And, if you don’t know how already, learn how to boil water so that you can prepare rice and pasta. Or make sure you know how to work your instant pot so that you can cook them that way. Jill Nussinow, MS, RDN and “The Veggie Queen,” actually recommends using an instant pot. “You can cook rice, beans and other basics, as well as vegetables easily and quickly,” she says. This makes learning those basic, go-to meals super simple! 

Related: 7 Healthy Meals That Have 5 Steps or Fewer

3. Grab a cookbook or download a recipe app

Not everyone considers a cookbook a handy kitchen tool, but it’s such an important thing to have around when you’re starting out. You don’t even need a super expensive or fancy cookbook to make delicious meals for your friends and family; you may not even need a cookbook at all! Tasty and blogs such as Budget Bytes are super helpful for new cooks, and even a quick look through Instagram can give you the inspo you need for your next meal.

If you are looking for a physical cookbook though, Samantha Kari, a 2016 graduate of Siena College, recommends the BrokeAss Gourmet Cookbook by Gabi Moskowitz. The cookbook itself is a super helpful way to eat for less, as each recipe in the book is under $20 – which, yes, is still a little expensive, but think of it as gourmet on a budget. Samantha notes that her favorite recipes in the book include a pumpkin macaroni and cheese and brown sugar siracha wings.

 “They’re not difficult to make,” Samantha says. “They make enough for multiple meals, and they taste good, so I haven’t strayed.” 

4. Be open to getting creative

While it would be ideal to have fresh ingredients all the time, part of cooking is knowing how to make meals with whatever you have around – even those leftovers you may really want to throw away.

If I’m having tacos one night and nachos the next for dinner at my house, I try to convince my parents to go ahead and cook all the chicken/beef and then store half of it in the fridge. I can use half of the meat for the first meal, then the other half for the second. There are also so many casserole dishes you can make with several meals, but especially leftover pasta.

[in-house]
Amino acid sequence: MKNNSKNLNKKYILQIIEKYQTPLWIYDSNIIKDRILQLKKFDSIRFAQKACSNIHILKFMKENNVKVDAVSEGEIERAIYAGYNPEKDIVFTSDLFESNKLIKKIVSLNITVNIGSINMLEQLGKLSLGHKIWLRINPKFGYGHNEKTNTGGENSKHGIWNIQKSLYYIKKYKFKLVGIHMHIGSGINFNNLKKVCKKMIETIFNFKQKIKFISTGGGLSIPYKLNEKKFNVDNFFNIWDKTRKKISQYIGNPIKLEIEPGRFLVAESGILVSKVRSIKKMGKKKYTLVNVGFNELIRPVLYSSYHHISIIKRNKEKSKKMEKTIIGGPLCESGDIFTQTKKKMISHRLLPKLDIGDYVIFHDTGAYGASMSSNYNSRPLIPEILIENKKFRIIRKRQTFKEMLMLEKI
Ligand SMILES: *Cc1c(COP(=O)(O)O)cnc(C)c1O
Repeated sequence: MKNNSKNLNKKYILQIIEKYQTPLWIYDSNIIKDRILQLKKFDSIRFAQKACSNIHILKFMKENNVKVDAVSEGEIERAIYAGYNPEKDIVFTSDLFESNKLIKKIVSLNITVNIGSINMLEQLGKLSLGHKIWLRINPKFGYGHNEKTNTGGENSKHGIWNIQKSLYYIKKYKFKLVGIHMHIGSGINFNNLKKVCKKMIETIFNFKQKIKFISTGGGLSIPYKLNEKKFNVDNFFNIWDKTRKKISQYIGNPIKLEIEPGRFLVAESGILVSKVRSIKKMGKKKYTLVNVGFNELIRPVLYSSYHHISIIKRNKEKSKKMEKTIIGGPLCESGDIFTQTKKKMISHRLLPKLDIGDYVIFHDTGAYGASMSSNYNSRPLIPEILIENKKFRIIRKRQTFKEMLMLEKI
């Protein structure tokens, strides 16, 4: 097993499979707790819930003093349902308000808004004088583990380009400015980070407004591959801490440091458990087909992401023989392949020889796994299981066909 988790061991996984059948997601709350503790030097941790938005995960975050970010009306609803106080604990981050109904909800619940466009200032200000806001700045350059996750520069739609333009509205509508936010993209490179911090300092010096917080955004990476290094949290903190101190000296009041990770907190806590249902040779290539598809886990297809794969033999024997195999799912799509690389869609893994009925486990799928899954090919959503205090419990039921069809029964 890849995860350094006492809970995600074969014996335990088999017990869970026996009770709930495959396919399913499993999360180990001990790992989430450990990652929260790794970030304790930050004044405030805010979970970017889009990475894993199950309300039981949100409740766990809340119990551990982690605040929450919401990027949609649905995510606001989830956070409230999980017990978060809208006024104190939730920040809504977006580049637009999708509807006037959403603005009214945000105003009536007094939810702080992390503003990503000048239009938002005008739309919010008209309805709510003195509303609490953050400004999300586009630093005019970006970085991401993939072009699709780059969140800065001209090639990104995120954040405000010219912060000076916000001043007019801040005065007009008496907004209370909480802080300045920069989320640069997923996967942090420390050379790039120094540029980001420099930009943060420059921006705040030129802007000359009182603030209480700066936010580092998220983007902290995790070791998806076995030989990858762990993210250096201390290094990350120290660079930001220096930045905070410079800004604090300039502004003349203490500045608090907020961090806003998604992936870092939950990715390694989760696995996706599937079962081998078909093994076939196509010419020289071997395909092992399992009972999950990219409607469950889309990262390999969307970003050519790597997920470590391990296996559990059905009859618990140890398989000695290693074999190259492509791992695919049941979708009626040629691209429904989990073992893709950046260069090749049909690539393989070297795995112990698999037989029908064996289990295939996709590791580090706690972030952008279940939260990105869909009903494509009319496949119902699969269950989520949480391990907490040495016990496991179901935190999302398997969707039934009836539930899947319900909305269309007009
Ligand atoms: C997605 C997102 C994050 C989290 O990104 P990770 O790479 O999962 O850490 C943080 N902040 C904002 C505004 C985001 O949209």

Another good rule of thumb according to Antoinette Luna, a current student at the University of Puerto Rico on the Rio Piedras Campus, is to add salt, pepper and a squirt of lemon juice to any dish if you’re stuck on how to flavor it. “It’s sure to elevate any plate,” she explains.

Overall, cooking doesn’t have to be difficult. Why should something you’re going to have to do for the rest of your life in order to survive cause you stress and panic? It shouldn’t. Hopefully, these tips helped and, if you need more, don’t be afraid to hit up foodie accounts on Instagram. Lots of people on the web have your back.

Follow Katie on Instagram and Twitter.

Katie is a Contributing Writer for Her Campus and works retail to pay the bills. She loves all things creative but has a specific love for writing and photography. She hopes to one day find the inspiration to write a book but, in the meantime, likes to write about life after college, traveling, entertainment, and the people who create things (and what they create).